He cited examples of high-profile spiritual leaders, such as the Rev. Ted Haggard, who have later been caught in same-sex indiscretions. “We laugh at or make fun of such blatant hypocrisy,” intoned Ryan, “but in a real way these people may often themselves be victims of repression and experience exaggerated feelings of threat. Homophobia is not a laughing matter.”
Under the evaluation of the above researchers, a group of journalism students in Seattle may have been responding to some latent self-hatred recently when they walked out on a “lecture” by homosexual activist Dan Savage, the guy behind the “It Gets Better“ video ads that are supposed to help teens struggling with same-sex attraction feel better about themselves.
As reported by Focus on the Family’s CitizenLink, the students, part of a seminar called “Journalism on the Edge,” had been told that Savage was going to address the issue of bullying at school. But when he veered into the realm of sex and began denigrating Christianity, the students got up and walked out.
Recalled one of the students to CitizenLink: “The first thing he told the audience was, ‘I hope you’re all using birth control!’ Then he said there are people using the Bible as an excuse for gay bullying, because it says in Leviticus and Romans that being gay is wrong. Right after that, he said we can ignore all the ‘B.S.’ in the Bible.”
Continued the young lady: “I was thinking, ‘This is not going in a good direction at all.’ Then he started going off about the Bible. He said somehow the Bible was pro-slavery. I’m really shy. I’m not really someone to, like, stir up anything. But all of a sudden I just blurted out, ‘That’s bull!’”
Savage has been notorious for making similar objectionable remarks concerning the those whose moral foundations are informed by their Christian faith. Among the more noteworthy (which can be found on YouTube), reported CitizenLink:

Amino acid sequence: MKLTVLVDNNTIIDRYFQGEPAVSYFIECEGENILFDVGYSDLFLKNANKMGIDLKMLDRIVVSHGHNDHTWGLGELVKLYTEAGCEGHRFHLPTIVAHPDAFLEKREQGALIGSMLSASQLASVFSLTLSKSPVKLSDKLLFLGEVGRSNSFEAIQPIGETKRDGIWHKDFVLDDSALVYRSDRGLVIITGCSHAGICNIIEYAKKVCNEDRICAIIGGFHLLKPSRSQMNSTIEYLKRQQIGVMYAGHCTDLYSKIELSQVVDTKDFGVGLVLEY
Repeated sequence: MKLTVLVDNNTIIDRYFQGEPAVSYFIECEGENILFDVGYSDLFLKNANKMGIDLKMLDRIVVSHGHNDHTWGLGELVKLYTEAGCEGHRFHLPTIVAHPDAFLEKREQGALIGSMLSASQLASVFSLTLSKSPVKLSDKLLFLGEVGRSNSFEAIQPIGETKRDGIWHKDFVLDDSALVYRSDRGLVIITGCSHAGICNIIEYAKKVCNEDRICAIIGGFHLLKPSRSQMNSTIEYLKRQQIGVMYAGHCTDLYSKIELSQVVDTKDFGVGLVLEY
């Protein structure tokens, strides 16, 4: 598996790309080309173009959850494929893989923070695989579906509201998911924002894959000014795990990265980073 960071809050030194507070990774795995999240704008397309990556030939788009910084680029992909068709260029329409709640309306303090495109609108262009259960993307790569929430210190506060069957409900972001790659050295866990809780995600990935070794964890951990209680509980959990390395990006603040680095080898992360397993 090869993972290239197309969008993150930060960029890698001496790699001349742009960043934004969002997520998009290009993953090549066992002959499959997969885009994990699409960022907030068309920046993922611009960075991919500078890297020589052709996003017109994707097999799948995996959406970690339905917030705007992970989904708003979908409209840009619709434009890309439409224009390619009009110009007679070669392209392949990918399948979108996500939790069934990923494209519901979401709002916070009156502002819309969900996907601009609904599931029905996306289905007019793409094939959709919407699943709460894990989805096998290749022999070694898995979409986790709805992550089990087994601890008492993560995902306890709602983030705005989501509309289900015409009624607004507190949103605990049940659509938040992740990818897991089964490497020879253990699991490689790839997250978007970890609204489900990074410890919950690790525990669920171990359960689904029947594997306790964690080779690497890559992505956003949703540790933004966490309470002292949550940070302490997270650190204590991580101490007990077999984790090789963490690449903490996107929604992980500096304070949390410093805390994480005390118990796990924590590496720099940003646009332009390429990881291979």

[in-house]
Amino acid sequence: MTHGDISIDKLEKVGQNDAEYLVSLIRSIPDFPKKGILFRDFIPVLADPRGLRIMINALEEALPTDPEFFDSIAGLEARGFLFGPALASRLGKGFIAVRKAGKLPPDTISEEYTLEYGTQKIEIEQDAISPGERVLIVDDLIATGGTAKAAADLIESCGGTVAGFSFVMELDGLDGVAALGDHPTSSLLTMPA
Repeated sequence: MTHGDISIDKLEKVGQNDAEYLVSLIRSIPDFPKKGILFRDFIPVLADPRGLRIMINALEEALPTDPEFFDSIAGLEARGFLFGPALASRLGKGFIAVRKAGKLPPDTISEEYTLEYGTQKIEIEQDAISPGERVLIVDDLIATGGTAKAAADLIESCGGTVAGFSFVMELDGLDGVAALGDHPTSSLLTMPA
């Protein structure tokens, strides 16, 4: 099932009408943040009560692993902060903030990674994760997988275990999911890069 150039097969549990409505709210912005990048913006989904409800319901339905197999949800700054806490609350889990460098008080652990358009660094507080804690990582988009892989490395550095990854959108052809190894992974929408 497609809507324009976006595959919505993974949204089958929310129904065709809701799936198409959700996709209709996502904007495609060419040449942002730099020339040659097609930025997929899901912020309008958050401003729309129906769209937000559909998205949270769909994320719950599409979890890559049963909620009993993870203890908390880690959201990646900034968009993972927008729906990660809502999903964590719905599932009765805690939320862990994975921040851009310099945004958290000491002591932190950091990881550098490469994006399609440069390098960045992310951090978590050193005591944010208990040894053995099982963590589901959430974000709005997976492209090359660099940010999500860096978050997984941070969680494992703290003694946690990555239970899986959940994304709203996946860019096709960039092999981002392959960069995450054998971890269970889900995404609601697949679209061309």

• “Most people that you wind up arguing with about religion and homosexuality have not ever read the Bible without their, you know, moron glasses on.”
•“If you believe it is the divinely inspired word of God, if you believe in the literal truth of the Bible, I challenge you to read the first five [expletive] pages. There are two creation myths in Genesis.”
• “We ignore the [expletive] in the Bible about race, about slavery, and we’re going to have to get there for homosexuality.”
The father of the student who stood up to Savage told CitizenLink that while Savage’s remarks were uncalled-for, ultimately the conference organizers bear the responsibility for allowing his boorish and objectionable behavior.
“I’m well-versed in the rules of the game, the captive-audience ethic,” said the father, who is a public school teacher. “You have a bunch of kids. They’re required to go to school. They don’t have the option of walking out on you as a teacher, so you guard your speech.”
He said that had Savage been a teacher, “they’d suspend him without pay for this behavior. He didn’t take account of who his audience was. If he was doing this with a bunch of college journalism kids, that would be a different story — that’s more rough and tumble. How many of the kids who didn’t walk out felt backed into a corner? To me, that’s bullying behavior.”